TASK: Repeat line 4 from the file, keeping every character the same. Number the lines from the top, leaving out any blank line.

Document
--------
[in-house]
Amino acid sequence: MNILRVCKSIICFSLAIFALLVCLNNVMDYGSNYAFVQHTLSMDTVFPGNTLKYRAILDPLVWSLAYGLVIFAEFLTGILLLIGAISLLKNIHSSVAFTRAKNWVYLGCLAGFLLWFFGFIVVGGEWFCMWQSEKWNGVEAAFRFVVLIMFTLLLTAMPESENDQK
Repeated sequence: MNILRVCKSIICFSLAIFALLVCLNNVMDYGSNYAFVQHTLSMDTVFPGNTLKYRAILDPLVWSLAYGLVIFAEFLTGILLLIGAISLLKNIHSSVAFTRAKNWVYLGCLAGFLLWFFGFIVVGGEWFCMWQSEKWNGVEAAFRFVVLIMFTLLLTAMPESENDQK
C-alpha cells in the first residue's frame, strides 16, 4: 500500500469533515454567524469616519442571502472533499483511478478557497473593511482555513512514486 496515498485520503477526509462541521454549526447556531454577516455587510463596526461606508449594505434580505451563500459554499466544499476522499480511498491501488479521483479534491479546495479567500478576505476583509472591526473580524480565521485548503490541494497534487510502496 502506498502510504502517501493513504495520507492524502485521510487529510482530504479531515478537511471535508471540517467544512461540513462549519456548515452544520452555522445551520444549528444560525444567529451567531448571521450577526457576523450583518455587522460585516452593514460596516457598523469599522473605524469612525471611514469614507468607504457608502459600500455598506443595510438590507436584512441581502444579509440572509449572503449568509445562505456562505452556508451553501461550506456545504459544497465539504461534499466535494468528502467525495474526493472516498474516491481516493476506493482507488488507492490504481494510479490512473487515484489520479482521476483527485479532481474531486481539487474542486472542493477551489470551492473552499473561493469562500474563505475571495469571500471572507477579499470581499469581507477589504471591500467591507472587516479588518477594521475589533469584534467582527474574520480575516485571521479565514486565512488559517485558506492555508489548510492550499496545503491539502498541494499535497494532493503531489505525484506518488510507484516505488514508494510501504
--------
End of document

C-alpha cells in the first residue's frame, strides 16, 4: 500500500469533515454567524469616519442571502472533499483511478478557497473593511482555513512514486 496515498485520503477526509462541521454549526447556531454577516455587510463596526461606508449594505434580505451563500459554499466544499476522499480511498491501488479521483479534491479546495479567500478576505476583509472591526473580524480565521485548503490541494497534487510502496 502506498502510504502517501493513504495520507492524502485521510487529510482530504479531515478537511471535508471540517467544512461540513462549519456548515452544520452555522445551520444549528444560525444567529451567531448571521450577526457576523450583518455587522460585516452593514460596516457598523469599522473605524469612525471611514469614507468607504457608502459600500455598506443595510438590507436584512441581502444579509440572509449572503449568509445562505456562505452556508451553501461550506456545504459544497465539504461534499466535494468528502467525495474526493472516498474516491481516493476506493482507488488507492490504481494510479490512473487515484489520479482521476483527485479532481474531486481539487474542486472542493477551489470551492473552499473561493469562500474563505475571495469571500471572507477579499470581499469581507477589504471591500467591507472587516479588518477594521475589533469584534467582527474574520480575516485571521479565514486565512488559517485558506492555508489548510492550499496545503491539502498541494499535497494532493503531489505525484506518488510507484516505488514508494510501504